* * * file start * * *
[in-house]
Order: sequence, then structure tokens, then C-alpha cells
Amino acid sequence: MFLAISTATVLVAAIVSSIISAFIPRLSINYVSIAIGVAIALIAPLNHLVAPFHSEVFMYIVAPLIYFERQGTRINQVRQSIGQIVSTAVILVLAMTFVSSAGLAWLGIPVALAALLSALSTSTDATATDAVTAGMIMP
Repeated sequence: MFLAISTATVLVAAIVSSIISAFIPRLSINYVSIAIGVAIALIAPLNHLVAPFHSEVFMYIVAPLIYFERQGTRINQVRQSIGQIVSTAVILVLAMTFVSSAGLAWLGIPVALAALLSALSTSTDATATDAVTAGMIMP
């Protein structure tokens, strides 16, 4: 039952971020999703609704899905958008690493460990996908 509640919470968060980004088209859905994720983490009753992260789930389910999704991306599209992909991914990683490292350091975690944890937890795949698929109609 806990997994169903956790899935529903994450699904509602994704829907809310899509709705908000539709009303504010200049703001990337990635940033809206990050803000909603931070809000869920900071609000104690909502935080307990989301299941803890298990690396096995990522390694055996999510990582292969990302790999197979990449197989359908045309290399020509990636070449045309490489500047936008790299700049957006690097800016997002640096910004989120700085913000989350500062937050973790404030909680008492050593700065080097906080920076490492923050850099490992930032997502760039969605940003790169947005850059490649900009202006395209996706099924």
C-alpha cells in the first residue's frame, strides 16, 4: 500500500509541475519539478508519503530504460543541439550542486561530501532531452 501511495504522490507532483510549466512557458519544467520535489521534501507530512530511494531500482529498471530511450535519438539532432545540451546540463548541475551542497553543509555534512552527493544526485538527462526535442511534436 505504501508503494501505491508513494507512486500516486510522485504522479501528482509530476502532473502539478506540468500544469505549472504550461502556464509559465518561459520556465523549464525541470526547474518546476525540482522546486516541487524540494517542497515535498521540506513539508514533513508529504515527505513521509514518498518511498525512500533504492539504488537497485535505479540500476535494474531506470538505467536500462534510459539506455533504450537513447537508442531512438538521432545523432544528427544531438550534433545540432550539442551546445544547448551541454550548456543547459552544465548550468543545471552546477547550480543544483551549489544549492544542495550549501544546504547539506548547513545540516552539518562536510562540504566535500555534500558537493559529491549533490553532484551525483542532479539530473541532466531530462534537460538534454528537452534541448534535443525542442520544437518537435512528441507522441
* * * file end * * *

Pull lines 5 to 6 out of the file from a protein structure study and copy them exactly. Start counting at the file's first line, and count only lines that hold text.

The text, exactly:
């Protein structure tokens, strides 16, 4: 039952971020999703609704899905958008690493460990996908 509640919470968060980004088209859905994720983490009753992260789930389910999704991306599209992909991914990683490292350091975690944890937890795949698929109609 806990997994169903956790899935529903994450699904509602994704829907809310899509709705908000539709009303504010200049703001990337990635940033809206990050803000909603931070809000869920900071609000104690909502935080307990989301299941803890298990690396096995990522390694055996999510990582292969990302790999197979990449197989359908045309290399020509990636070449045309490489500047936008790299700049957006690097800016997002640096910004989120700085913000989350500062937050973790404030909680008492050593700065080097906080920076490492923050850099490992930032997502760039969605940003790169947005850059490649900009202006395209996706099924």
C-alpha cells in the first residue's frame, strides 16, 4: 500500500509541475519539478508519503530504460543541439550542486561530501532531452 501511495504522490507532483510549466512557458519544467520535489521534501507530512530511494531500482529498471530511450535519438539532432545540451546540463548541475551542497553543509555534512552527493544526485538527462526535442511534436 505504501508503494501505491508513494507512486500516486510522485504522479501528482509530476502532473502539478506540468500544469505549472504550461502556464509559465518561459520556465523549464525541470526547474518546476525540482522546486516541487524540494517542497515535498521540506513539508514533513508529504515527505513521509514518498518511498525512500533504492539504488537497485535505479540500476535494474531506470538505467536500462534510459539506455533504450537513447537508442531512438538521432545523432544528427544531438550534433545540432550539442551546445544547448551541454550548456543547459552544465548550468543545471552546477547550480543544483551549489544549492544542495550549501544546504547539506548547513545540516552539518562536510562540504566535500555534500558537493559529491549533490553532484551525483542532479539530473541532466531530462534537460538534454528537452534541448534535443525542442520544437518537435512528441507522441